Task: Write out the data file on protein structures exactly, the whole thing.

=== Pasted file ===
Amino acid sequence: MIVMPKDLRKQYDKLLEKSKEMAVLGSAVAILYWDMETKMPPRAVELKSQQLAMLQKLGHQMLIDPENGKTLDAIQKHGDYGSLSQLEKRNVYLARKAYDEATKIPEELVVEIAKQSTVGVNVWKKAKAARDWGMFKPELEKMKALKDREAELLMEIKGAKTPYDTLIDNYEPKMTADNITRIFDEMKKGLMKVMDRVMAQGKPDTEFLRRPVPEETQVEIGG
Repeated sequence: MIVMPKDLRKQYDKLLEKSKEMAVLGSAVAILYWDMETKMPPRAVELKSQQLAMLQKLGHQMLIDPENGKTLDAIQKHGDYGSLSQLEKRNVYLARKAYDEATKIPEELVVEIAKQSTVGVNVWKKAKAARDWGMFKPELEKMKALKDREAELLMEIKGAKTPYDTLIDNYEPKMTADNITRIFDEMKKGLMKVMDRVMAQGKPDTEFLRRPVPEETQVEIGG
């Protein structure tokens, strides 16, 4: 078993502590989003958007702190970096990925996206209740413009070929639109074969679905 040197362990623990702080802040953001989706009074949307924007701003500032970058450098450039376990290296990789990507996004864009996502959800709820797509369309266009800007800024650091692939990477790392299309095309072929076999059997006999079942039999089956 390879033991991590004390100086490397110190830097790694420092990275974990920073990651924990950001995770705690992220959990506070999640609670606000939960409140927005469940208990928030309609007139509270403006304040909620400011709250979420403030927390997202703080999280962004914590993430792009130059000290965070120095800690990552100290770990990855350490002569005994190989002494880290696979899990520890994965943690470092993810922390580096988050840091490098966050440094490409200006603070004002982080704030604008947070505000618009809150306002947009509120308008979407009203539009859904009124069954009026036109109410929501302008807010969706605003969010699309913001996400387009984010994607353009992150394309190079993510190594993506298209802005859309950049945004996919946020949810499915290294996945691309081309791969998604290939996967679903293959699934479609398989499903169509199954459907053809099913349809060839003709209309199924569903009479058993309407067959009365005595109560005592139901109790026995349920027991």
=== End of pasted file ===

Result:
Amino acid sequence: MIVMPKDLRKQYDKLLEKSKEMAVLGSAVAILYWDMETKMPPRAVELKSQQLAMLQKLGHQMLIDPENGKTLDAIQKHGDYGSLSQLEKRNVYLARKAYDEATKIPEELVVEIAKQSTVGVNVWKKAKAARDWGMFKPELEKMKALKDREAELLMEIKGAKTPYDTLIDNYEPKMTADNITRIFDEMKKGLMKVMDRVMAQGKPDTEFLRRPVPEETQVEIGG
Repeated sequence: MIVMPKDLRKQYDKLLEKSKEMAVLGSAVAILYWDMETKMPPRAVELKSQQLAMLQKLGHQMLIDPENGKTLDAIQKHGDYGSLSQLEKRNVYLARKAYDEATKIPEELVVEIAKQSTVGVNVWKKAKAARDWGMFKPELEKMKALKDREAELLMEIKGAKTPYDTLIDNYEPKMTADNITRIFDEMKKGLMKVMDRVMAQGKPDTEFLRRPVPEETQVEIGG
């Protein structure tokens, strides 16, 4: 078993502590989003958007702190970096990925996206209740413009070929639109074969679905 040197362990623990702080802040953001989706009074949307924007701003500032970058450098450039376990290296990789990507996004864009996502959800709820797509369309266009800007800024650091692939990477790392299309095309072929076999059997006999079942039999089956 390879033991991590004390100086490397110190830097790694420092990275974990920073990651924990950001995770705690992220959990506070999640609670606000939960409140927005469940208990928030309609007139509270403006304040909620400011709250979420403030927390997202703080999280962004914590993430792009130059000290965070120095800690990552100290770990990855350490002569005994190989002494880290696979899990520890994965943690470092993810922390580096988050840091490098966050440094490409200006603070004002982080704030604008947070505000618009809150306002947009509120308008979407009203539009859904009124069954009026036109109410929501302008807010969706605003969010699309913001996400387009984010994607353009992150394309190079993510190594993506298209802005859309950049945004996919946020949810499915290294996945691309081309791969998604290939996967679903293959699934479609398989499903169509199954459907053809099913349809060839003709209309199924569903009479058993309407067959009365005595109560005592139901109790026995349920027991």